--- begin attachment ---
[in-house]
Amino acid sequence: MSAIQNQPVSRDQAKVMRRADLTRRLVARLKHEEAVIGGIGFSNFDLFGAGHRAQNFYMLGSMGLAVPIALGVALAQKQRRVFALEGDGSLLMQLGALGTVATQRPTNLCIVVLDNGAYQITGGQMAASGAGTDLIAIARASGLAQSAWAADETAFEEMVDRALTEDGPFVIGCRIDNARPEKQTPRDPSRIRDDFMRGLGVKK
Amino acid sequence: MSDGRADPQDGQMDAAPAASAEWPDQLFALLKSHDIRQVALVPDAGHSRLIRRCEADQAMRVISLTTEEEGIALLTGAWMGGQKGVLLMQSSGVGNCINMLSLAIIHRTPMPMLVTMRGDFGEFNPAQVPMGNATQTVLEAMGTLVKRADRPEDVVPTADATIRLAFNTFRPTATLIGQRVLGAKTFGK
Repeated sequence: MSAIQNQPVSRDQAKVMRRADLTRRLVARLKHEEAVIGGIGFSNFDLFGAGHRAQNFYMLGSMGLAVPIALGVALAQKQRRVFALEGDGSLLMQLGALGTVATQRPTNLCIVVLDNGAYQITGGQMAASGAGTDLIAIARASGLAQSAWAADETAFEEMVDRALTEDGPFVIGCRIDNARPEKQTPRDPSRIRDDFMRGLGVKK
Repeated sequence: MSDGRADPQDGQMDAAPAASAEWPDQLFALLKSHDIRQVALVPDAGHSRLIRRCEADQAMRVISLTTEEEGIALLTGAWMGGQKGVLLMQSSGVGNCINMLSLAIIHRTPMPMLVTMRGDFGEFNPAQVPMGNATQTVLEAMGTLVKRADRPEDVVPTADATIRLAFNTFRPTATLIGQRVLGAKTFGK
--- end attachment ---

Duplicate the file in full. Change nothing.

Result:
[in-house]
Amino acid sequence: MSAIQNQPVSRDQAKVMRRADLTRRLVARLKHEEAVIGGIGFSNFDLFGAGHRAQNFYMLGSMGLAVPIALGVALAQKQRRVFALEGDGSLLMQLGALGTVATQRPTNLCIVVLDNGAYQITGGQMAASGAGTDLIAIARASGLAQSAWAADETAFEEMVDRALTEDGPFVIGCRIDNARPEKQTPRDPSRIRDDFMRGLGVKK
Amino acid sequence: MSDGRADPQDGQMDAAPAASAEWPDQLFALLKSHDIRQVALVPDAGHSRLIRRCEADQAMRVISLTTEEEGIALLTGAWMGGQKGVLLMQSSGVGNCINMLSLAIIHRTPMPMLVTMRGDFGEFNPAQVPMGNATQTVLEAMGTLVKRADRPEDVVPTADATIRLAFNTFRPTATLIGQRVLGAKTFGK
Repeated sequence: MSAIQNQPVSRDQAKVMRRADLTRRLVARLKHEEAVIGGIGFSNFDLFGAGHRAQNFYMLGSMGLAVPIALGVALAQKQRRVFALEGDGSLLMQLGALGTVATQRPTNLCIVVLDNGAYQITGGQMAASGAGTDLIAIARASGLAQSAWAADETAFEEMVDRALTEDGPFVIGCRIDNARPEKQTPRDPSRIRDDFMRGLGVKK
Repeated sequence: MSDGRADPQDGQMDAAPAASAEWPDQLFALLKSHDIRQVALVPDAGHSRLIRRCEADQAMRVISLTTEEEGIALLTGAWMGGQKGVLLMQSSGVGNCINMLSLAIIHRTPMPMLVTMRGDFGEFNPAQVPMGNATQTVLEAMGTLVKRADRPEDVVPTADATIRLAFNTFRPTATLIGQRVLGAKTFGK